4.08.2010

SLOW ME UP! hellebores

I'm crazy about them; they have such trusting faces, and you have to turn them up to look you in the eye, just as you would the face of a small, shy child when you want his attention. Mikel Folcarelli and John Gwynne, two of my favorite gardeners (and people) call my fixation going to hellabore. Margaret Roach has a beautiful slide show on her excellent site; this is a lovely time to visit her garden. She calls her fixation hellebore porn. Rating, anyone?

6 comments:

lostpastremembered said...

Thanks for Hellaboria at Ms Roach's site...yowza!! They are natural masters of color and form. Wasn't it H&G that had a spread about that wonderful Christopher Beane who did uber-closeups of them? Even the veining is rock star spectacular like a Fortuny fabric.

Dominique said...

I am so glad you remember that story we did in HG--one of my favorites. It was shot by the gifted Chris Baker, who is also hellaboracious. (Okay, we'll have to stop talking this way.) Chris Beane is another wonderful photographer whose stunning plant portraiture we ran in our pages. I'll have to find out what each of them is working on these days. d

Linda Landig said...

I have a low glass bowl of hellebores on my coffee table right now. I cut them just beneath the bloom and let them float of the surface of the water. They look like exotic lily pad blossoms and have lasted nearly 2 weeks.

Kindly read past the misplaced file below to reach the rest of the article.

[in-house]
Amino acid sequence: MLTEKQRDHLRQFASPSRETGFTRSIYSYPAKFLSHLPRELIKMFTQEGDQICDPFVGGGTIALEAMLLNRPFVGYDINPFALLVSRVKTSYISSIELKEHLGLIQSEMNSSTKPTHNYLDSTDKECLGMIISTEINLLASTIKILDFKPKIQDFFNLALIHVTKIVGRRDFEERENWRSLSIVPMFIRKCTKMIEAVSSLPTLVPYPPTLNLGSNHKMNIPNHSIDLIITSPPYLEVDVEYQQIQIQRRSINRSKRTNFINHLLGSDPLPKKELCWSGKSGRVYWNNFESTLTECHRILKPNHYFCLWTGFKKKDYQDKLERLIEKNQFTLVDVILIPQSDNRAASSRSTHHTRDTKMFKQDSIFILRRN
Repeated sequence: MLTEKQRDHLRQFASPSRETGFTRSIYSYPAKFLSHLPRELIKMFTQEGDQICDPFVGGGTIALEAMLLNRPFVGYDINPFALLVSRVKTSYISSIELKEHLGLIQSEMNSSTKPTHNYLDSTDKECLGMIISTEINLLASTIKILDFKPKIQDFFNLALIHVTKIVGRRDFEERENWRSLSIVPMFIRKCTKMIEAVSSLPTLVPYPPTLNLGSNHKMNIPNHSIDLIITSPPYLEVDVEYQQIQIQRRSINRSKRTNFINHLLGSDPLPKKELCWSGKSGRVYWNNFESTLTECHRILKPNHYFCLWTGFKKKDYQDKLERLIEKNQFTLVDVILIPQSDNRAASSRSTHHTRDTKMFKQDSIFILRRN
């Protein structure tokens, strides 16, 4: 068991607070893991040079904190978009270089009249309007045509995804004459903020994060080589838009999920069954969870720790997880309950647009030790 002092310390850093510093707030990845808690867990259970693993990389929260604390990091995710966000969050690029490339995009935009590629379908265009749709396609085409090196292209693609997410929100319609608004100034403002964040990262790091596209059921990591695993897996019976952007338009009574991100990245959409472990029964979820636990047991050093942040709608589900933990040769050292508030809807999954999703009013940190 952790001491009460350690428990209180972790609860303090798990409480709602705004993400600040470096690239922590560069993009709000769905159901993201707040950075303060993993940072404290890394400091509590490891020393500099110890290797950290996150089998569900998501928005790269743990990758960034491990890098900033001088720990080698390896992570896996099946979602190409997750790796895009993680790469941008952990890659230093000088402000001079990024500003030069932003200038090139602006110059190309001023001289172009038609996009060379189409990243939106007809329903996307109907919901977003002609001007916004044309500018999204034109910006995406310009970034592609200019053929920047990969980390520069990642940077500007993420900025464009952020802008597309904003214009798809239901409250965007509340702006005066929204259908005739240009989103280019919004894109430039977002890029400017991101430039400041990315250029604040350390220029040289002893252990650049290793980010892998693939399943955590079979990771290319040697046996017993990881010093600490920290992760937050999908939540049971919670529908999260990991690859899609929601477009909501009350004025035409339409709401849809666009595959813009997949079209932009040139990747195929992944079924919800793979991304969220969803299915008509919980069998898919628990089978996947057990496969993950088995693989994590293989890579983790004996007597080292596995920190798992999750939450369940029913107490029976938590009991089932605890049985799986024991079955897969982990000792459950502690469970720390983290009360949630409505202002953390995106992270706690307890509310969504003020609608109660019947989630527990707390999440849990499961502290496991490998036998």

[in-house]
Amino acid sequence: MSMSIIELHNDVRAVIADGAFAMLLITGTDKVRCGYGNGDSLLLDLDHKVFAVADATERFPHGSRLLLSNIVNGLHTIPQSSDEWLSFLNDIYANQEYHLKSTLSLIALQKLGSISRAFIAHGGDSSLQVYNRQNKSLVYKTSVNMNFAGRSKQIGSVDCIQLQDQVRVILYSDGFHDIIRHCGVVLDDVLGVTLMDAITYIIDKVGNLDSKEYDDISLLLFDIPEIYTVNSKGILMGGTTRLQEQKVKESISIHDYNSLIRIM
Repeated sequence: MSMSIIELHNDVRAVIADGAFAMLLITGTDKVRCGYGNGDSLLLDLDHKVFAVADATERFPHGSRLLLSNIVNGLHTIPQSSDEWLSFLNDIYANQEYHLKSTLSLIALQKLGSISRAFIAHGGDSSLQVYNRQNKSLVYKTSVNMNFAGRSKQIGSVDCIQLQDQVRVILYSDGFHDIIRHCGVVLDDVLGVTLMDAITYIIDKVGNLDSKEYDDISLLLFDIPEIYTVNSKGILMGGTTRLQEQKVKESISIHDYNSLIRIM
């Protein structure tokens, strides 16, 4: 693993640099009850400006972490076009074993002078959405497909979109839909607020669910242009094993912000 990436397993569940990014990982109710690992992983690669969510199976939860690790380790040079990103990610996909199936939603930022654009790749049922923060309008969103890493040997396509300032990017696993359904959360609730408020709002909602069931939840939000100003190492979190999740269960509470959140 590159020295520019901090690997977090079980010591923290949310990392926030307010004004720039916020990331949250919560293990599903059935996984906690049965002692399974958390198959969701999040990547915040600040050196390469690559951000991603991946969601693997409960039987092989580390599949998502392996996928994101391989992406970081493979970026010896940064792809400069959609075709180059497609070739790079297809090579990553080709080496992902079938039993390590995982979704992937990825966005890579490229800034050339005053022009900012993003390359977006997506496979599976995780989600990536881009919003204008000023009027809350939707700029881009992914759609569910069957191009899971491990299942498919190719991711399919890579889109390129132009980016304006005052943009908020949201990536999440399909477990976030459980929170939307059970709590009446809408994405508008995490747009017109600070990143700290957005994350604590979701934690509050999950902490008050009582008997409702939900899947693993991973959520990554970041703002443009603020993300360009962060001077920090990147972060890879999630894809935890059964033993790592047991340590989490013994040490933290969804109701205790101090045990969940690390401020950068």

eileenerb said...

I love them, too, but they aren't loving me. I planted several but only the one with the light greenish blooms (no complaints) survived. I live in California and maybe, like peonies, they prefer a hard freeze?

Jeanne M. Hannah said...

Oh, I love Hellebores so. When I lived near the water on Lake Michigan, I had such wonderful little micro-climates that in one garden I was actually able to grow H. x sternii and H. argutifolius -- both Zone 7 plants. [Northern Michigan is Zone 5].

I have one dear and treasured H. thibetanus -- the sole survivor of three that I purchased for $50 each about 10 years ago in my years of voracious amassing of collectible plants. I then had many garden rooms, a large koi pond, 1.5 acres under cultivation, and 125 species that I could call by the Latin names.

Like you, I have moved. And I've moved my gardens twice! No small task! The Arisaema all fell victim to the moves. But I have moved on. At age 69, I am working with a career coach to refine my goals and strategies. My reward for one of the tasks I've chosen is a new ornamental grass garden. ;-)

Jasmine Lamb said...

Amazing plant. I saw one in a garden a few weeks ago and stood there in awe and shock. Perfect. And I didn't know what it was called. So thanks for telling me.